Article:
Oyster Bay sues to stop Mill Neck Creek clam dredging

The town of Oyster Bay filed a lawsuit against a shore fishing company and a state regulator in an attempt to stop clam dredging in Mill Neck Creek.

The city attorney’s office electronically filed the lawsuit in Mineola State Supreme Court on Monday against Frank M. Flower & Sons, a private shore fishing company that leases the city’s underwater lands , and the State Department of Environmental Conservation which approved the Oyster Bay-based business permit.

The lawsuit seeks a temporary restraining order to prevent Frank M. Flower & Sons from using the permit that allows the company to transplant clams from Mill Neck Creek, an estuary surrounded by Bayville and Mill Neck, into four areas of the western port of Oyster Bay from May. 24 to 1 September.

“Activities under the NYSDEC permit would have irreversible effects not only on the clam stock, but on the breeding potential in the harbor generally,” the city alleged in its court filing. Disrupting the waters of Mill Neck Creek, a major estuary and spawning ground for shellfish, “would have devastating and permanent effects on the harbor in general and on the creek in particular,” the lawsuit alleges.

The office of New York State Attorney General Letitia James, representing the DEC, wrote in a May 25 letter to Judge Dawn Jimenez, who is presiding over the prosecution, that there is no urgency necessitating a temporary restraining order. Assistant Attorney General Max Shterngel wrote that the DEC said “authorized shellfish harvesting activity uses a method that has been in use for decades” and “the sediment disturbance resulting from such harvesting should resolve completely in a period of hours.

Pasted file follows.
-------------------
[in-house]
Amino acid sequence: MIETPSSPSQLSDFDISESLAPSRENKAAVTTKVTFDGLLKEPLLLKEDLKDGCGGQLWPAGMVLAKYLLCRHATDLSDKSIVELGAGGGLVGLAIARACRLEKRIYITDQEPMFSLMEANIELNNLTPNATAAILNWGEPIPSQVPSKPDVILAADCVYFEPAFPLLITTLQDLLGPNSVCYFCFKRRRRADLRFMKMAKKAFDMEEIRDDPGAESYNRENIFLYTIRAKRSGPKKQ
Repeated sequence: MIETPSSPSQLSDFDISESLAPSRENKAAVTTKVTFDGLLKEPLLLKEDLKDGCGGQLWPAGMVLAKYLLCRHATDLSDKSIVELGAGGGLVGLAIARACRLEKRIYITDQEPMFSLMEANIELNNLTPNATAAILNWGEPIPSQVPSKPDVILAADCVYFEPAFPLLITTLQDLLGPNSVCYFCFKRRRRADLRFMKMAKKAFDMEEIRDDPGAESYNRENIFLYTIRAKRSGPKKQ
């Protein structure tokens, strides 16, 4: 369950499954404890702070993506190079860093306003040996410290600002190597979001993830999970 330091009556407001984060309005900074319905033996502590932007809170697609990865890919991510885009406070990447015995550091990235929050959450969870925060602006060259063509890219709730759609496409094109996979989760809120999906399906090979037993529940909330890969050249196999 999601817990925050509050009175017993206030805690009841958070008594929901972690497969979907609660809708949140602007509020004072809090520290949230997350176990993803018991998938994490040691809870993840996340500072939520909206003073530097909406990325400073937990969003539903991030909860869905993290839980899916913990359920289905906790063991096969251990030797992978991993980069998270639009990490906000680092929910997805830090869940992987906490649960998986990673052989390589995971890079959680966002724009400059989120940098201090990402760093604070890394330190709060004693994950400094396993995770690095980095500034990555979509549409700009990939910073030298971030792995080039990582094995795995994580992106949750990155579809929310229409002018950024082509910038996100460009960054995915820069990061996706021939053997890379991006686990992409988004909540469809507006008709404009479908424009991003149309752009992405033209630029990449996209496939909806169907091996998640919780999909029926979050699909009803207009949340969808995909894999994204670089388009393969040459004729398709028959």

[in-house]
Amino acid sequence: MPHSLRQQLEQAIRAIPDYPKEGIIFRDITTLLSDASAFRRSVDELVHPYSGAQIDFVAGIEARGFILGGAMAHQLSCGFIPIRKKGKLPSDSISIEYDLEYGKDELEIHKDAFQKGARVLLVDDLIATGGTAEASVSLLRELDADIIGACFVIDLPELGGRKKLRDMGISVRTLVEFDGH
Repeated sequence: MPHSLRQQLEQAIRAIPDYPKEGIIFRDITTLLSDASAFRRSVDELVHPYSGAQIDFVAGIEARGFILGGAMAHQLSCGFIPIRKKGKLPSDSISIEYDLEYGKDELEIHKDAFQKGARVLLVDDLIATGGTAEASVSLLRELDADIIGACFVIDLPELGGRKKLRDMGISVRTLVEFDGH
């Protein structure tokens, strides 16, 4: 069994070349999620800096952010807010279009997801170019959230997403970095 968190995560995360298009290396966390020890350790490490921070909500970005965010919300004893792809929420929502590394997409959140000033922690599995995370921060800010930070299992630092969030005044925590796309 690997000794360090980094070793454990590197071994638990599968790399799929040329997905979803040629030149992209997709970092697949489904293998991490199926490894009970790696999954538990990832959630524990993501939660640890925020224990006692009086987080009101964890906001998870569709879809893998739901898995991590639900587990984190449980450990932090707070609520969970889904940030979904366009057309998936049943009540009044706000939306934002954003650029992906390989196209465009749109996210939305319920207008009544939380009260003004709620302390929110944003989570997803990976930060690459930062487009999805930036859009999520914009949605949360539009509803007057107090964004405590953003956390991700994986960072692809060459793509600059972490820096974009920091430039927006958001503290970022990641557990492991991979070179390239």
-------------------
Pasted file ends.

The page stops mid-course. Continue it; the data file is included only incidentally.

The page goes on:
The permit allows the company to move the clams up to 80 hours a week to the West Harbor, where they would be left alone for 60 days before they could be harvested, according to the permit. The DEC would oversee the activities.

James Cammarata, attorney for Frank M. Flower & Sons, said in a statement that his client has been a responsible harbor steward for more than 135 years.

“Decades of peer-reviewed research have established that the sustainable shellfish farming practices employed by Frank M. Flower do not negatively impact the estuary and are in fact beneficial to the environment,” Cammarata wrote.

The nonprofit organization Friends of the Bay said in a press release that the DEC “neglected its responsibility to protect the state’s wildlife resources and habitats” in approving the permit.